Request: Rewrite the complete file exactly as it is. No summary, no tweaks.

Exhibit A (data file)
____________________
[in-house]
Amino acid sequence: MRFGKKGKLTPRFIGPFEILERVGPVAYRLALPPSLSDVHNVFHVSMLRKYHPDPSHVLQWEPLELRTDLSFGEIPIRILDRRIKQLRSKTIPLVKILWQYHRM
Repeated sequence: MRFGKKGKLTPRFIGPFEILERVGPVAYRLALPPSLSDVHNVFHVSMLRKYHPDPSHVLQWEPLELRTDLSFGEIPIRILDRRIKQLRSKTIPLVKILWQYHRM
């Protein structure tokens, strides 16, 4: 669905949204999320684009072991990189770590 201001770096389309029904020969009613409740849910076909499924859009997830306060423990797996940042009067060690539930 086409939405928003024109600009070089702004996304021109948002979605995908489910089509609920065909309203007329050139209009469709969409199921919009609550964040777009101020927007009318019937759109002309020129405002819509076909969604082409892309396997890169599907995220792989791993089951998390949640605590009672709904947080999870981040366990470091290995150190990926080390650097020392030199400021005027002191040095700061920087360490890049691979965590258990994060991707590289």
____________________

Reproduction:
[in-house]
Amino acid sequence: MRFGKKGKLTPRFIGPFEILERVGPVAYRLALPPSLSDVHNVFHVSMLRKYHPDPSHVLQWEPLELRTDLSFGEIPIRILDRRIKQLRSKTIPLVKILWQYHRM
Repeated sequence: MRFGKKGKLTPRFIGPFEILERVGPVAYRLALPPSLSDVHNVFHVSMLRKYHPDPSHVLQWEPLELRTDLSFGEIPIRILDRRIKQLRSKTIPLVKILWQYHRM
């Protein structure tokens, strides 16, 4: 669905949204999320684009072991990189770590 201001770096389309029904020969009613409740849910076909499924859009997830306060423990797996940042009067060690539930 086409939405928003024109600009070089702004996304021109948002979605995908489910089509609920065909309203007329050139209009469709969409199921919009609550964040777009101020927007009318019937759109002309020129405002819509076909969604082409892309396997890169599907995220792989791993089951998390949640605590009672709904947080999870981040366990470091290995150190990926080390650097020392030199400021005027002191040095700061920087360490890049691979965590258990994060991707590289």